“The popular, versatile comic entertainer Danny Kaye, and his wife, the songwriter Sylvia Fine, are profiled in a delightful off-Broadway musical called “Danny and Sylvia: The Danny Kaye Musical,” now on view at St. Luke’s Theatre.  Childers seems tireless as he sings, dances and leaps about the stage, skillfully recreating Kaye’s clownish personality, complete with flamboyant hand motions, zany physical actions and quick wit. He easily executes the crazy accents and impromptu gibberish, as well as the fast-paced lyrics for which Kaye was famous.

Notable examples are his rendition of the Weill/Gershwin tongue-twister “Tchaikowsky,” in which he rattles off the names of dozens of similar-sounding Russian composers, and his audience-rousing version of “Minnie the Moocher.”

Sylvia is nimbly portrayed by Kimberly Faye Greenberg as loving, yet with a ruthless edge. Greenberg sings beautifully, conveying Fine’s love for the mostly undisciplined Kaye along with her astute, apparently sharklike business aptitude.

Somehow director Pamela Hall keeps it all in check and moving along smoothly.

This musical is an enjoyable look back at Kaye’s unique abilities, and an excellent showcase for the talented Greenberg and Childers.”
–Jennifer Farrar, NEW YORK TIMES/ASSOCIATED PRESS

“Watch those limbs!!! Brian Childers’ physicality is so like Kaye’s it’s a see-it-to-believe-it experience.  Childers can dive into gibberish and do accents like Sid Caesar; he gambols, pivots, yelps, frolics, leaps, squeaks, and giggles. He acts, too. He’s a charmer. Enjoy Childers, whether leading the audience in singing Cab Calloway’s “Minnie the Moocher,” prancing through Fine’s still-fine “Anatole of Paris” or drilling through “Tchaikovsky”.  Kimberly Faye Greenberg not only resembles Fine, she radiates her fearlessness.  Greenberg reveals heart beneath Fine’s heartlessness plus compassion for her comic-savant husband.”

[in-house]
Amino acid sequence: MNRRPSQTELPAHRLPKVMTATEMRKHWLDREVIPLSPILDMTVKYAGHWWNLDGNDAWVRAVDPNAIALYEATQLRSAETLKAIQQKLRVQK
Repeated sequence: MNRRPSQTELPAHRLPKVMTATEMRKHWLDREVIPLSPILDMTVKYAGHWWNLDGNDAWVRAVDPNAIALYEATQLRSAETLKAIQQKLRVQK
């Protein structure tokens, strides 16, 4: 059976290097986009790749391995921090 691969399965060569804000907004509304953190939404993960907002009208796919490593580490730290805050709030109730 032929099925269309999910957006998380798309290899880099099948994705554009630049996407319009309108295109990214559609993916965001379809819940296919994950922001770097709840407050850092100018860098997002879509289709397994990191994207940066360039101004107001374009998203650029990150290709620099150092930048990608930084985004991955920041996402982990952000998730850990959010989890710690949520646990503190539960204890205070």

–Leonard Jacobs, BACKSTAGE

“DANNY AND SYLVIA is an entertaining evening.  Fueled by the talents of its two stars, it’s a smoothly paced revue that doesn’t bog itself down with heave does of exposition.  Bob Bain and Robert McElwaine have written a very good score that also includes some of Kaye’s most memorable performances.  Brian Childers portrays Danny Kaye with loving care and exquisite attention to vocal and physical detail.  His impersonation of Kaye is simply uncanny and his spectacular dead-on rendition of “Minnie the Moocher” is a memorable highlight.  Kimberly Faye Greenberg has a strong comedic presence as songwriter Sylvia Fine, Kaye’s creative partner and eventual spouse and is an excellent match for Childers.  Pamela Hall directs the script sweetly and Gene Castle has done a great job bringing Kaye’s choreography to the stage. Fans of Danny Kaye will not be disappointed with this production.  It’s a pleasure to see Brian Childers portray him.”

–Jason S. Grossman, NYTHEATRE.COM

“Childers and Greenberg have good stage chemistry and both belt out the songs with gusto.  Childers is at his best singing Kurt Weill’s and Ira Gershwin’s “Tchaikovsky,” a tongue-twisting litany of 58 Russian composers sung in a breakneck 38 seconds.”

–CURTAIN UP

“The life of Danny Kaye is a whopper of a story.”

–John Simon, BLOOMBERG

“DANNY AND SYLVIA” is a heartfelt tribute to the well-known comedian and the significant contribution of his lesser-known wife.  We get to see some of the brilliance that made Kaye a star of stage, screen and TV. Watching Brian Childers bring Kaye to life, you get the sense his style may have influenced the Monty Python crew and certainly influenced Nathan Lane.”

–Paul Cozby, ABOUT.COM

“Danny Kaye fans will love Brian Childers’ recreation of the ‘Tummler’.”

–Merle Exit, MERLE’S WHIRLS